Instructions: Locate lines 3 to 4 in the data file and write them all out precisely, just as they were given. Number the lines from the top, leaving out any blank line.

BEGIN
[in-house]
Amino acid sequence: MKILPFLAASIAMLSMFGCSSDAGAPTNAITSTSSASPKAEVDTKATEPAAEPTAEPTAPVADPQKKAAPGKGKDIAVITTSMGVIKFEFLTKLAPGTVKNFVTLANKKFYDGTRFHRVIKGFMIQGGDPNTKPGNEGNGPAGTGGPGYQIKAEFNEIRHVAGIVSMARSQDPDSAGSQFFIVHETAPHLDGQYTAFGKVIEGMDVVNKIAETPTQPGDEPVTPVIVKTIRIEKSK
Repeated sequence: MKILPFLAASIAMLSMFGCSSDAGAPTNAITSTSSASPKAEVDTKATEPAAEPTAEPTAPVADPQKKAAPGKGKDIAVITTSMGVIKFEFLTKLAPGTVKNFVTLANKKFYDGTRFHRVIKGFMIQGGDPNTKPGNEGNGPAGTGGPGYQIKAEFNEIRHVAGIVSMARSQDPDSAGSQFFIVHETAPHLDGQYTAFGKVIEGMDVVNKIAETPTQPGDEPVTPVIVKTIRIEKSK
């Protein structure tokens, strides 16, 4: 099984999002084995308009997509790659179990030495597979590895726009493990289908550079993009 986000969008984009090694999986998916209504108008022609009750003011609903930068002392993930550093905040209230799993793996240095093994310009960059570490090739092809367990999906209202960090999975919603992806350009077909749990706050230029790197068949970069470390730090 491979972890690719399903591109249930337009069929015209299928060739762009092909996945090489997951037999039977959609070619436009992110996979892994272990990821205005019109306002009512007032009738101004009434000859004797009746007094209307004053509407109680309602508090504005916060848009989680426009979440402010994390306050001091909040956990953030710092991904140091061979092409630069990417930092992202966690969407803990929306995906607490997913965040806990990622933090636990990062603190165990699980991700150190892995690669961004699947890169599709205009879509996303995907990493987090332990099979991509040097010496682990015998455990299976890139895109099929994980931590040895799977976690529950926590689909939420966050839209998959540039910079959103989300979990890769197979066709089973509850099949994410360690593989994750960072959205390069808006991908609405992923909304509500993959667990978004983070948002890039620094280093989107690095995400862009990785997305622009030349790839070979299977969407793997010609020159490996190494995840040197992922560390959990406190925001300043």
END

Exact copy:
Repeated sequence: MKILPFLAASIAMLSMFGCSSDAGAPTNAITSTSSASPKAEVDTKATEPAAEPTAEPTAPVADPQKKAAPGKGKDIAVITTSMGVIKFEFLTKLAPGTVKNFVTLANKKFYDGTRFHRVIKGFMIQGGDPNTKPGNEGNGPAGTGGPGYQIKAEFNEIRHVAGIVSMARSQDPDSAGSQFFIVHETAPHLDGQYTAFGKVIEGMDVVNKIAETPTQPGDEPVTPVIVKTIRIEKSK
């Protein structure tokens, strides 16, 4: 099984999002084995308009997509790659179990030495597979590895726009493990289908550079993009 986000969008984009090694999986998916209504108008022609009750003011609903930068002392993930550093905040209230799993793996240095093994310009960059570490090739092809367990999906209202960090999975919603992806350009077909749990706050230029790197068949970069470390730090 491979972890690719399903591109249930337009069929015209299928060739762009092909996945090489997951037999039977959609070619436009992110996979892994272990990821205005019109306002009512007032009738101004009434000859004797009746007094209307004053509407109680309602508090504005916060848009989680426009979440402010994390306050001091909040956990953030710092991904140091061979092409630069990417930092992202966690969407803990929306995906607490997913965040806990990622933090636990990062603190165990699980991700150190892995690669961004699947890169599709205009879509996303995907990493987090332990099979991509040097010496682990015998455990299976890139895109099929994980931590040895799977976690529950926590689909939420966050839209998959540039910079959103989300979990890769197979066709089973509850099949994410360690593989994750960072959205390069808006991908609405992923909304509500993959667990978004983070948002890039620094280093989107690095995400862009990785997305622009030349790839070979299977969407793997010609020159490996190494995840040197992922560390959990406190925001300043």